In The Passion, the live, televised musical “event” hosted by Tyler Perry Sunday night on Fox, Jesus, played by Jencarlos Canela, did the following things:
- Get bread, presumably for the Last Supper, from a food truck
- Belt a Creed song to an audience of his disciples, who were dressed like models from a Land’s End catalog
- Exchange (unintended?) flirtatious looks with Peter as they sang a duet of Phillip Phillips’s “Home”
There’s so, so much more. Judas, played by a black-leather-clad Chris Daughtry, performed a moody Evanescence solo in a warehouse. Jesus told Peter, played by Prince Royce, that he will be the rock of the church—in what looked to be an upscale coffeeshop/bar complete with flavored syrups in the background, just in case the disciples like their lattes with a hint of vanilla. The music selection was definitely aimed at people who came of age in the early aughts—remember Hoobastank? Not really? Well, Peter mournfully sang one of the band’s only hits, “The Reason,” right after Jesus was arrested. Trisha Yearwood was, as ever, a magnificent performer. But when Mary, mother of Jesus, wears giant diamonds on her ears, something’s a little off.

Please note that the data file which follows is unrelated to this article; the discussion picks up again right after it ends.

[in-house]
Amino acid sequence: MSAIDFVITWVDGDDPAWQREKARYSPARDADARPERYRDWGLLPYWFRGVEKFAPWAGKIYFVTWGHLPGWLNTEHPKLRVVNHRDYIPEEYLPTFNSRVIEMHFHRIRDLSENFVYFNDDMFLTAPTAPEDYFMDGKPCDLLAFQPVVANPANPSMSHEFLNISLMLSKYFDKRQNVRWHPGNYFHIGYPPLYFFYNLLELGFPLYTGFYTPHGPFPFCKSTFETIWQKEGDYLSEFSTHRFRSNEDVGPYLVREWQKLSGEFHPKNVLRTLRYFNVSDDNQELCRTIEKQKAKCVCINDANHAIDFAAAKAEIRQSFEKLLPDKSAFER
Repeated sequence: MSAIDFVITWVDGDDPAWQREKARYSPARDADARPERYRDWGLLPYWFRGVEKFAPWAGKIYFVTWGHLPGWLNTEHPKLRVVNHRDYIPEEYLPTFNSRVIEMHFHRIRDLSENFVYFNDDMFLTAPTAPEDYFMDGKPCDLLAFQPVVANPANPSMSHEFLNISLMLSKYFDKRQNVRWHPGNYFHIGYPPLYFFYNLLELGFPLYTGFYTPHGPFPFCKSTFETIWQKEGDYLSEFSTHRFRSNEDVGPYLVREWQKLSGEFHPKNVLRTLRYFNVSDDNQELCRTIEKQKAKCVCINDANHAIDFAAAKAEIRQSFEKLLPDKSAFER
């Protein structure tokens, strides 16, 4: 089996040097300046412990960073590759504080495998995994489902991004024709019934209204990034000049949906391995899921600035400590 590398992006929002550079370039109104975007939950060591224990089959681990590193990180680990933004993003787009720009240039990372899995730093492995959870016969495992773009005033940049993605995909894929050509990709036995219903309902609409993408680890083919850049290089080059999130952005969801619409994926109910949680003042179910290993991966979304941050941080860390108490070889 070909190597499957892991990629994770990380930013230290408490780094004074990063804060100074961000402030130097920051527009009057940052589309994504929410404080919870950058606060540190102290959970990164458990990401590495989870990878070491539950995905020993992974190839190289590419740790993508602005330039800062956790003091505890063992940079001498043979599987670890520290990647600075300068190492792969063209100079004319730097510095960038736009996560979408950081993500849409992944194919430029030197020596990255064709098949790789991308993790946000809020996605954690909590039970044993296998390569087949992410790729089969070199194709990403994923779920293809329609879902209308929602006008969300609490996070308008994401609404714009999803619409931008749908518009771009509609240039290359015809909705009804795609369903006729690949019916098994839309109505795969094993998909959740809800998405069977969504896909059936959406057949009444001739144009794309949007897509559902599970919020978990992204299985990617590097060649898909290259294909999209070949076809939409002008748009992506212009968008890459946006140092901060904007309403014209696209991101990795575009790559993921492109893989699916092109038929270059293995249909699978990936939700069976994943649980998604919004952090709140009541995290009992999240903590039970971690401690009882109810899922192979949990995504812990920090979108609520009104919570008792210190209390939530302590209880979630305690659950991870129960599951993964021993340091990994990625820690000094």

In some ways, this was the perfect portrayal of Jesus for the 21st century. It was rich in the familiar imagery of urban bourgeoise consumerism (there wasn’t a poorly dressed person in sight). It mostly subbed in top pop songs for tunes with explicitly religious messages (only a few numbers actually referred to angels or God). The Passion was heavy on spirituality, with only light pepperings of theological specificity. As Canela told People, “We make the mistake of attaching the word God to religion,” he said. “The word God is way bigger than religion.”